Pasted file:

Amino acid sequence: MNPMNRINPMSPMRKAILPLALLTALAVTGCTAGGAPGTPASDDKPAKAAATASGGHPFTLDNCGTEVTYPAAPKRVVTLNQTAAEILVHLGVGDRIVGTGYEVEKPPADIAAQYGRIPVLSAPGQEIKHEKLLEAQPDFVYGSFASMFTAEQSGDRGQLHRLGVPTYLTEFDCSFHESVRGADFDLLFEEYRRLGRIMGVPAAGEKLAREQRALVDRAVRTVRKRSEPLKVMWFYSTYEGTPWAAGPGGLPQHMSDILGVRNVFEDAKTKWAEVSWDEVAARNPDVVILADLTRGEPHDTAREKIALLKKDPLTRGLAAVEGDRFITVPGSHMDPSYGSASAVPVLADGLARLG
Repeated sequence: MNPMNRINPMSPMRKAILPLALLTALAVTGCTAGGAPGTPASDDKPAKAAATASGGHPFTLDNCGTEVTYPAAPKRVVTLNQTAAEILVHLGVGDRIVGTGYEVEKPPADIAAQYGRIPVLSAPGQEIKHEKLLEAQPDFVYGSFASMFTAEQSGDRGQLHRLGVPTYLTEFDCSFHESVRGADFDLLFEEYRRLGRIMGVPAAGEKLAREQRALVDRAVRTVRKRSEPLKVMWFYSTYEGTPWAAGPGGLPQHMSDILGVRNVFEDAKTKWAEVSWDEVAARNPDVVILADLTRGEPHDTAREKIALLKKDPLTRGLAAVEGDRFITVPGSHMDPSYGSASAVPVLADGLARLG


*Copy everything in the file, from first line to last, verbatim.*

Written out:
Amino acid sequence: MNPMNRINPMSPMRKAILPLALLTALAVTGCTAGGAPGTPASDDKPAKAAATASGGHPFTLDNCGTEVTYPAAPKRVVTLNQTAAEILVHLGVGDRIVGTGYEVEKPPADIAAQYGRIPVLSAPGQEIKHEKLLEAQPDFVYGSFASMFTAEQSGDRGQLHRLGVPTYLTEFDCSFHESVRGADFDLLFEEYRRLGRIMGVPAAGEKLAREQRALVDRAVRTVRKRSEPLKVMWFYSTYEGTPWAAGPGGLPQHMSDILGVRNVFEDAKTKWAEVSWDEVAARNPDVVILADLTRGEPHDTAREKIALLKKDPLTRGLAAVEGDRFITVPGSHMDPSYGSASAVPVLADGLARLG
Repeated sequence: MNPMNRINPMSPMRKAILPLALLTALAVTGCTAGGAPGTPASDDKPAKAAATASGGHPFTLDNCGTEVTYPAAPKRVVTLNQTAAEILVHLGVGDRIVGTGYEVEKPPADIAAQYGRIPVLSAPGQEIKHEKLLEAQPDFVYGSFASMFTAEQSGDRGQLHRLGVPTYLTEFDCSFHESVRGADFDLLFEEYRRLGRIMGVPAAGEKLAREQRALVDRAVRTVRKRSEPLKVMWFYSTYEGTPWAAGPGGLPQHMSDILGVRNVFEDAKTKWAEVSWDEVAARNPDVVILADLTRGEPHDTAREKIALLKKDPLTRGLAAVEGDRFITVPGSHMDPSYGSASAVPVLADGLARLG